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Nearly half of Scots cutting household spending due to energy bills, study finds

The research found many people are cutting back as they try to pay surging energy bills (Jacob King/PA)
The research found many people are cutting back as they try to pay surging energy bills (Jacob King/PA)

Almost half of adults in Scotland are estimated to have cut back on household spending because of energy costs, according to new analysis by a charity.

Citizens Advice Scotland (CAS) said people have been left worried and anxious by the soaring cost of living.

CAS analysis of a YouGov poll found 48% of respondents, equivalent to around 2.2 million people, have cut back on household spending because of energy costs.

Just over one in 10 (11%) of the 1,002 adults questioned said they have cut back “a great deal”, while 37% said they have cut back “a fair amount”.

The charity is running the Big Energy Saving Winter campaign, which encourages people worried about energy bills and the cost of living to seek advice.

CAS social justice spokesman David Hilferty said: “The soaring cost of living driven by energy prices is leaving people worried, anxious and increasingly having to cut back on other areas of household spending to afford the essentials.

“Our message to people in this situation is that you are not alone, and support is out there. Our network provides free, impartial and confidential advice for everyone, regardless of background or circumstance.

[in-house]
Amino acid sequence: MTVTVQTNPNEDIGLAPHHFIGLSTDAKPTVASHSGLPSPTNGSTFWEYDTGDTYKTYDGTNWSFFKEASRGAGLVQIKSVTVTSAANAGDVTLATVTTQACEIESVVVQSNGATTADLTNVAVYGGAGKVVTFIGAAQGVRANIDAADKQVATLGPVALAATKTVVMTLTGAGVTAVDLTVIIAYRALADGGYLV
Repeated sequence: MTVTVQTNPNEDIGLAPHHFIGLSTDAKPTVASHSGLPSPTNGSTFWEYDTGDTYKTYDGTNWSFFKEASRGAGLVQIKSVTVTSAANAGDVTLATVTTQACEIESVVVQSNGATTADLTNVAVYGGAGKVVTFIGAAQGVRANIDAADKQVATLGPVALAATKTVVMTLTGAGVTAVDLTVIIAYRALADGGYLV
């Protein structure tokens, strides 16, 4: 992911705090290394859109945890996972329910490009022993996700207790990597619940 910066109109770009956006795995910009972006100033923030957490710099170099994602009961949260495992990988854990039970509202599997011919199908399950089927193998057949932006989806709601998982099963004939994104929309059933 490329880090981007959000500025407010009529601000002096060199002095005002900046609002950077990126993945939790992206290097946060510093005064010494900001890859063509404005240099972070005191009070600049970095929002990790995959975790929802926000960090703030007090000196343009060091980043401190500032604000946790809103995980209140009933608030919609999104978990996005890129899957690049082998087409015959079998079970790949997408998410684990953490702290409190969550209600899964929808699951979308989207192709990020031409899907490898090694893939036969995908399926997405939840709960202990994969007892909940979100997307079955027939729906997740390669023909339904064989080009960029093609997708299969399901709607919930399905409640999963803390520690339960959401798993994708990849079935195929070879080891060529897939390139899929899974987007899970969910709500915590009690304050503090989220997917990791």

“It can be understandable that some people may feel help isn’t available to them, but the CAB network is for everyone, whether you are working or not, renting or a homeowner, a pensioner or a student.

“People who saw a financial benefit after seeking advice last year were on average over £4,200 better off. Think of the difference that money could make to you this winter and check www.cas.org.uk/besw to get started.”

The YouGov research was carried out between November 10 and 14.

Previous analysis released by the charity found 38% of adults in Scotland, the equivalent of 1.7 million, were worried about paying energy bills or adequately heating their homes.

Just over six in 10 (62%), an estimated 2.8 million people, were worried about the cost of living more broadly.

CAS said its advice bureau network unlocked more than £132 million for people last year through things like social security payments and employment entitlements.

A Scottish Government spokesman said it remained “very concerned about the hardship people are facing right now particularly with their energy bills” but that “most of the key policy levers are held by the UK Government”, adding it would “continue to press them to use all the levers at their disposal to tackle this emergency on the scale required”.

The spokesman said: “We are providing almost £3 billion in this financial year that will help households face the increased cost of living, including £1 billion in providing services and financial support not available elsewhere in the UK. This includes increasing the Scottish child payment by 150% this year to £25 per week for each eligible child under 16.

“We have also doubled our fuel insecurity fund to £20 million and through our funding for the Money Talk Team service, people can get free and confidential advice on boosting income, accessing benefits and dealing with debt.

“I would urge anyone struggling with their finances to seek advice.”